Humor as staging an utterance

MyBook is a cheap paperback edition of the original book and will be sold at uniform, low price.
This Chapter is currently unavailable for purchase.

In this paper conversational humor is understood as a discourse modality actively contextualized by speakers in order to indicate that an utterance is not meant seriously. The paper focuses on the contextualization cue (Gumperz 1982) of <i>animated speech</i> which is accounted for in terms of shifted <i>footing</i> (Goffman 1992), i.e. instances when speakers lend their voice to another character and stage utterances attributed to this character. Using the example of data from Russian face-to-face conversations, it is shown that animated speech plays a crucial role in establishing several forms of humor such as parody, irony or teasing. Staging an utterance, speakers humorously detach themselves from a rendered discourse and convey the meta-message &#8216;This is play&#8217; while at the same time playing a role. It is therefore argued that animated speech can be regarded as a &#8216;natural&#8217; contextualization cue, where the indexed meaning is iconically motivated.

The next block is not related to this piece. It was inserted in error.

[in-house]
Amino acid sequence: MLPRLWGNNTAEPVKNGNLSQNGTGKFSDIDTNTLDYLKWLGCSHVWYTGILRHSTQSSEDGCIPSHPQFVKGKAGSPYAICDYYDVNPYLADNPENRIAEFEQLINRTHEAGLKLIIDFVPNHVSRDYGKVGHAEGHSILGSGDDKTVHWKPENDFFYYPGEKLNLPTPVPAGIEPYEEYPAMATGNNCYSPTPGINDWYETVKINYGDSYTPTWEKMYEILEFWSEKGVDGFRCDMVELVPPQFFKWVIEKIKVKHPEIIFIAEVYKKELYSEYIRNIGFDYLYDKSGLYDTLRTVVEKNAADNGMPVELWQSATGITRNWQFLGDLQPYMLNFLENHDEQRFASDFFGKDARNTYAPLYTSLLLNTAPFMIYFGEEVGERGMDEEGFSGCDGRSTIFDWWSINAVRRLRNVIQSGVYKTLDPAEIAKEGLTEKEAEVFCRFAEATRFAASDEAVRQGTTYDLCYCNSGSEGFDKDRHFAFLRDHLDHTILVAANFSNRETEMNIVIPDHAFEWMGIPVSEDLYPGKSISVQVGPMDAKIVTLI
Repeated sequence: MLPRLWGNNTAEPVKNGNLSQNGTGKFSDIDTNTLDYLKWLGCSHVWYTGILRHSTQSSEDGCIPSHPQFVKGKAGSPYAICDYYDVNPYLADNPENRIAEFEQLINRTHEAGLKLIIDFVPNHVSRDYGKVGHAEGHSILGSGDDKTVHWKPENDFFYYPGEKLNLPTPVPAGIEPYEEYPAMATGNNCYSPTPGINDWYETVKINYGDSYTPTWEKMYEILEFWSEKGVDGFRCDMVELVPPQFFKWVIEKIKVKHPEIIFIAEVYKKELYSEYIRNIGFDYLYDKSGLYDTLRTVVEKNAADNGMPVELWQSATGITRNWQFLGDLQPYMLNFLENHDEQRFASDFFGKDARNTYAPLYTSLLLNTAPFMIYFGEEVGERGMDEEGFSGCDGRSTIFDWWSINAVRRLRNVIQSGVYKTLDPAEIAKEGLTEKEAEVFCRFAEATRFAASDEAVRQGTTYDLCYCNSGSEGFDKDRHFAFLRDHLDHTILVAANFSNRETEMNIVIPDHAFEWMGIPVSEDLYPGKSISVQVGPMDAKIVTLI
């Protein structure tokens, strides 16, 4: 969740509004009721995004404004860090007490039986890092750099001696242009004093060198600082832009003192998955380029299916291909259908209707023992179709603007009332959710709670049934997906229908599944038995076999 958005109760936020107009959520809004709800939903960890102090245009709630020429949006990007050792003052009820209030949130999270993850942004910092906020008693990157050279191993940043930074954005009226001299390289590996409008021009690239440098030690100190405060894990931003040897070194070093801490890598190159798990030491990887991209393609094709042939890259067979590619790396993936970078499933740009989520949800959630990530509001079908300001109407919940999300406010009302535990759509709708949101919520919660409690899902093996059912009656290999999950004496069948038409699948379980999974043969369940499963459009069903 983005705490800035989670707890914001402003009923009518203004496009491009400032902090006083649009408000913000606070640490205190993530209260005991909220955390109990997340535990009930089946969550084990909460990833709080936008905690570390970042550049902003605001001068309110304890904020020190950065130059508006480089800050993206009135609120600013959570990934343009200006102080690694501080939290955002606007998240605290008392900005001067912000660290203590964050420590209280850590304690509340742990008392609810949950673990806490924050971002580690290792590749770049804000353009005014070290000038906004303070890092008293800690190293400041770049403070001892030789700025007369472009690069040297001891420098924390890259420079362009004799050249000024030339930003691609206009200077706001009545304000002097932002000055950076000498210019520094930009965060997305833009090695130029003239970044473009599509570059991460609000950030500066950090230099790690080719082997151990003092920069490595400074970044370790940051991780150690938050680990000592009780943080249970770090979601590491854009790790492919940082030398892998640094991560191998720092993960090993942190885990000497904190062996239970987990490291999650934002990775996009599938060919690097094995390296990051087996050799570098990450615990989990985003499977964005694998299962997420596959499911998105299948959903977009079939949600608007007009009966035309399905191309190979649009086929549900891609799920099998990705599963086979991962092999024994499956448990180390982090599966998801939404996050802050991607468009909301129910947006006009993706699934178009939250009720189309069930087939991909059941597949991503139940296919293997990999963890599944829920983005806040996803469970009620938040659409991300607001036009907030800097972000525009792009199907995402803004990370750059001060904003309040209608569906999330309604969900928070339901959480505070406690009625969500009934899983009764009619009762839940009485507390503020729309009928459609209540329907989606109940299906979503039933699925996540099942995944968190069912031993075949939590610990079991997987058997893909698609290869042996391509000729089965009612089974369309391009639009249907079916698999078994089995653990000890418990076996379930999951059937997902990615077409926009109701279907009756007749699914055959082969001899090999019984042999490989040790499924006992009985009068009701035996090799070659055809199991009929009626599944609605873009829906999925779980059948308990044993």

This is a required field
Please enter a valid email address